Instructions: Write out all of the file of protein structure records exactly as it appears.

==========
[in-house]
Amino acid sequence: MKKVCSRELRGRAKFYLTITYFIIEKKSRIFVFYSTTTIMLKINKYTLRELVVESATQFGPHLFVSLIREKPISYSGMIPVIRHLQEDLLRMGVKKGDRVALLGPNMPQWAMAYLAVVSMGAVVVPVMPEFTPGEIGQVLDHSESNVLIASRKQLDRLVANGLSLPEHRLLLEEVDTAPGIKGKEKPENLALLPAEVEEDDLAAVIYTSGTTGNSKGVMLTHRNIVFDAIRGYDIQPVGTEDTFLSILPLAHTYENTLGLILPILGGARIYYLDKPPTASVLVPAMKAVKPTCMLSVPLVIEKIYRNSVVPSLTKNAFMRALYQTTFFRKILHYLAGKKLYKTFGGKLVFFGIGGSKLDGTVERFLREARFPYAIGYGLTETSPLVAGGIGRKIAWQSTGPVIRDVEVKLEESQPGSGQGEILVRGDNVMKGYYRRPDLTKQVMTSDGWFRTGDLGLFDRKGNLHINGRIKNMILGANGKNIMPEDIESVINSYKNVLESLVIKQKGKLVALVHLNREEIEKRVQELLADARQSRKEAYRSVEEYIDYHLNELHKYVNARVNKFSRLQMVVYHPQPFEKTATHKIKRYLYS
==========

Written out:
[in-house]
Amino acid sequence: MKKVCSRELRGRAKFYLTITYFIIEKKSRIFVFYSTTTIMLKINKYTLRELVVESATQFGPHLFVSLIREKPISYSGMIPVIRHLQEDLLRMGVKKGDRVALLGPNMPQWAMAYLAVVSMGAVVVPVMPEFTPGEIGQVLDHSESNVLIASRKQLDRLVANGLSLPEHRLLLEEVDTAPGIKGKEKPENLALLPAEVEEDDLAAVIYTSGTTGNSKGVMLTHRNIVFDAIRGYDIQPVGTEDTFLSILPLAHTYENTLGLILPILGGARIYYLDKPPTASVLVPAMKAVKPTCMLSVPLVIEKIYRNSVVPSLTKNAFMRALYQTTFFRKILHYLAGKKLYKTFGGKLVFFGIGGSKLDGTVERFLREARFPYAIGYGLTETSPLVAGGIGRKIAWQSTGPVIRDVEVKLEESQPGSGQGEILVRGDNVMKGYYRRPDLTKQVMTSDGWFRTGDLGLFDRKGNLHINGRIKNMILGANGKNIMPEDIESVINSYKNVLESLVIKQKGKLVALVHLNREEIEKRVQELLADARQSRKEAYRSVEEYIDYHLNELHKYVNARVNKFSRLQMVVYHPQPFEKTATHKIKRYLYS